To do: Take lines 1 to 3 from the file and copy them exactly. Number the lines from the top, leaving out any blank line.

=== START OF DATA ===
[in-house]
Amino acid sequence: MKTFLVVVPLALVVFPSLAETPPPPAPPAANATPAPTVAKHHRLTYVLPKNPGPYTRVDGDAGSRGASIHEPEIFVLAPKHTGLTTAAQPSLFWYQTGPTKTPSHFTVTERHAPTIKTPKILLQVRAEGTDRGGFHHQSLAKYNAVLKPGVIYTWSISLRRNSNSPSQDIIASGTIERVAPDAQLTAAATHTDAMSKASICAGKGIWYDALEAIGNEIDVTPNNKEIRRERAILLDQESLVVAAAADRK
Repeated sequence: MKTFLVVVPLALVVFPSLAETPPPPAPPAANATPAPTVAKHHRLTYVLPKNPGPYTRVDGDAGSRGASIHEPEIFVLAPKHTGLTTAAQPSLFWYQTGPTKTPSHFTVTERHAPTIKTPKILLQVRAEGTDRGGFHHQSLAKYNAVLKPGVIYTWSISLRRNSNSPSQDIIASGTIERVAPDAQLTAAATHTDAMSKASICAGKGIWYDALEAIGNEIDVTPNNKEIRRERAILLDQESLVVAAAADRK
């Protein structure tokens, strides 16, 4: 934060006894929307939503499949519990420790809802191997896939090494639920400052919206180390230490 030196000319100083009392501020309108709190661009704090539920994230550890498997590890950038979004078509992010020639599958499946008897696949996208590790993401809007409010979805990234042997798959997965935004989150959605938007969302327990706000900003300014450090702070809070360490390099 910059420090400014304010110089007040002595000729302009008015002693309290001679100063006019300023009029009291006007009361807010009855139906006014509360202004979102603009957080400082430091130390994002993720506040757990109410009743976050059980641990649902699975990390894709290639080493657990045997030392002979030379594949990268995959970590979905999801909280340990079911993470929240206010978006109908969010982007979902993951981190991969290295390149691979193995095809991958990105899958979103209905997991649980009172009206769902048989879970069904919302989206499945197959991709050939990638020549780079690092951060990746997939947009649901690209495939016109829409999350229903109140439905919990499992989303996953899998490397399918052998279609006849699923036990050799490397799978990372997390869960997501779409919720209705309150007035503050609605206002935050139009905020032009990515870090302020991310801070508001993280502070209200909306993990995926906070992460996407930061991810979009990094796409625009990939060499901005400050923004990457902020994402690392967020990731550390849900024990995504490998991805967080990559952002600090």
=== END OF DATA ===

[in-house]
Amino acid sequence: MKTFLVVVPLALVVFPSLAETPPPPAPPAANATPAPTVAKHHRLTYVLPKNPGPYTRVDGDAGSRGASIHEPEIFVLAPKHTGLTTAAQPSLFWYQTGPTKTPSHFTVTERHAPTIKTPKILLQVRAEGTDRGGFHHQSLAKYNAVLKPGVIYTWSISLRRNSNSPSQDIIASGTIERVAPDAQLTAAATHTDAMSKASICAGKGIWYDALEAIGNEIDVTPNNKEIRRERAILLDQESLVVAAAADRK
Repeated sequence: MKTFLVVVPLALVVFPSLAETPPPPAPPAANATPAPTVAKHHRLTYVLPKNPGPYTRVDGDAGSRGASIHEPEIFVLAPKHTGLTTAAQPSLFWYQTGPTKTPSHFTVTERHAPTIKTPKILLQVRAEGTDRGGFHHQSLAKYNAVLKPGVIYTWSISLRRNSNSPSQDIIASGTIERVAPDAQLTAAATHTDAMSKASICAGKGIWYDALEAIGNEIDVTPNNKEIRRERAILLDQESLVVAAAADRK